If the only factors you’ve considered in your weight loss journey are nutrition and fitness, you’re missing out on key players that can make or break reaching (and keeping) your goal weight. Stress levels and sleep are just as important as food and exercise when it comes to being healthy and reaching a healthy weight. But don’t believe me: Ask Dr. Youdim. “Sleep is crucial. Countless studies show that sleep deprivation results in surging hunger hormones, greater appetite for calorie-dense foods, and weight gain. Stress is also a huge contributor, and it affects our hunger too, both physiologic and emotional.” Your health plan and wellness routine need to include a sleep-care routine and stress-relief plan (whether its daily meditation, weekly therapy, or all of the above). 

    You don’t accept your body once when you reach certain health goals. You can reach health goals because you accept and love your body.

    7. Love yourself as you are now (no, really)
    While this might sound like some fluffy self-help advice your mom used to tell you in middle school, it is actually tangible, concrete advice to reach your goal weight. “We can want to change our bodies and still accept ourselves as we are in this moment,” Dr. Youdim explained. “This is critical because we’ll sabotage ourselves if we don’t accept ourselves. Picture this: You get on a scale and are disappointed at the results. If you accept yourself and hold that disappointment with compassion, you’ll be able to focus your attention on the habits you want to adopt. If you don’t accept yourself (i.e. you get mad at yourself, put yourself down, or feel hopeless), you’re more likely to throw in the towel.”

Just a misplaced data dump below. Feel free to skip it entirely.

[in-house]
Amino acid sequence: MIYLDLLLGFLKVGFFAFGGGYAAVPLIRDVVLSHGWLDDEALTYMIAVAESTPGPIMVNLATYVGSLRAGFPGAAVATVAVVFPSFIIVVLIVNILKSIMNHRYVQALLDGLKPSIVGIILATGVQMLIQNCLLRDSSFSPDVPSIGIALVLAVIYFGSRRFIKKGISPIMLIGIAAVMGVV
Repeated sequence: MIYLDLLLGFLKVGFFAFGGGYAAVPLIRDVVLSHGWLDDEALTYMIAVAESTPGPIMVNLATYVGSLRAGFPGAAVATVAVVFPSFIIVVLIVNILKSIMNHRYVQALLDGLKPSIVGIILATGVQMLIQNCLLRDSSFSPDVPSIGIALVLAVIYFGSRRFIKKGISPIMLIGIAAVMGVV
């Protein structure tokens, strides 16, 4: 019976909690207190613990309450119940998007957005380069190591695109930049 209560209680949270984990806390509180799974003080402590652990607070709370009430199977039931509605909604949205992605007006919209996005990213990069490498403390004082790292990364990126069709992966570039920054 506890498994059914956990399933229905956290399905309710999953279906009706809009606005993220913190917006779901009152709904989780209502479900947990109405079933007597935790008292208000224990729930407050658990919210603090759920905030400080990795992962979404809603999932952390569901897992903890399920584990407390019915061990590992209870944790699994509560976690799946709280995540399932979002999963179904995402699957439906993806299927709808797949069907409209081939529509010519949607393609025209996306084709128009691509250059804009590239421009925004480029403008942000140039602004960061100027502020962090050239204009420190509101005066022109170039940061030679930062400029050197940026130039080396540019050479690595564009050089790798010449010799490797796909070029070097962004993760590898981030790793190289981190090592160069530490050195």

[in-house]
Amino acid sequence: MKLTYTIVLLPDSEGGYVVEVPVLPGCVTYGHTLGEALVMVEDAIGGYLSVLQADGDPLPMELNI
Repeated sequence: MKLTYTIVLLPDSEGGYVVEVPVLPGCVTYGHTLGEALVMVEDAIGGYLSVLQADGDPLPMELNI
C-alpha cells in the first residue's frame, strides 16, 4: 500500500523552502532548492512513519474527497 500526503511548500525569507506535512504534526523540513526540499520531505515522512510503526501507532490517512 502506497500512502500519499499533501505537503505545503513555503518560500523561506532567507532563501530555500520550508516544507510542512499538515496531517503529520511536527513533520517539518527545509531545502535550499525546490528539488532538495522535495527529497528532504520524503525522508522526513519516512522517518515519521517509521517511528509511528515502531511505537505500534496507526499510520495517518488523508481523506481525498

In other words, you don’t accept your body once when you reach certain health goals; you can reach health goals because you accept and love your body as it is right now. Love yourself first, and then make changes or form habits because you know what your body deserves. For tips on where to start with self-love and body acceptance, click here for expert advice or here for 10 ways to love yourself more. 

    This article is intended to provide inspiration to help you reach your health goals, not as treatment for an eating disorder. If you are struggling with an eating disorder or with disordered thoughts or behaviors regarding food and eating, please seek help. Call the National Eating Disorders Association Helpline at 1-800-931-2237 for support, reach out to a qualified medical professional, or, for a 24-hour crisis line, text “NEDA” to 741741.

    Why Losing Weight Didn’t Make Me Love Myself More
    and what actually did instead More

  • in

    How to Get Over the Fear of Not Being Good Enough

    I was terrified to start my own business. Even after years of success, I have fearful moments every day. Sometimes I worry that I’m not smart enough, not productive enough, or not talented enough to make this work. I’ll tell myself that I’m not competent enough to be successful, while other days I’m convinced that any success I’ve had thus far is a fluke, due to luck and timing (not my own skill and hard work). Of course, some days I feel more confident, but it’s hard to avoid the fear of not being good enough or feeling like an imposter.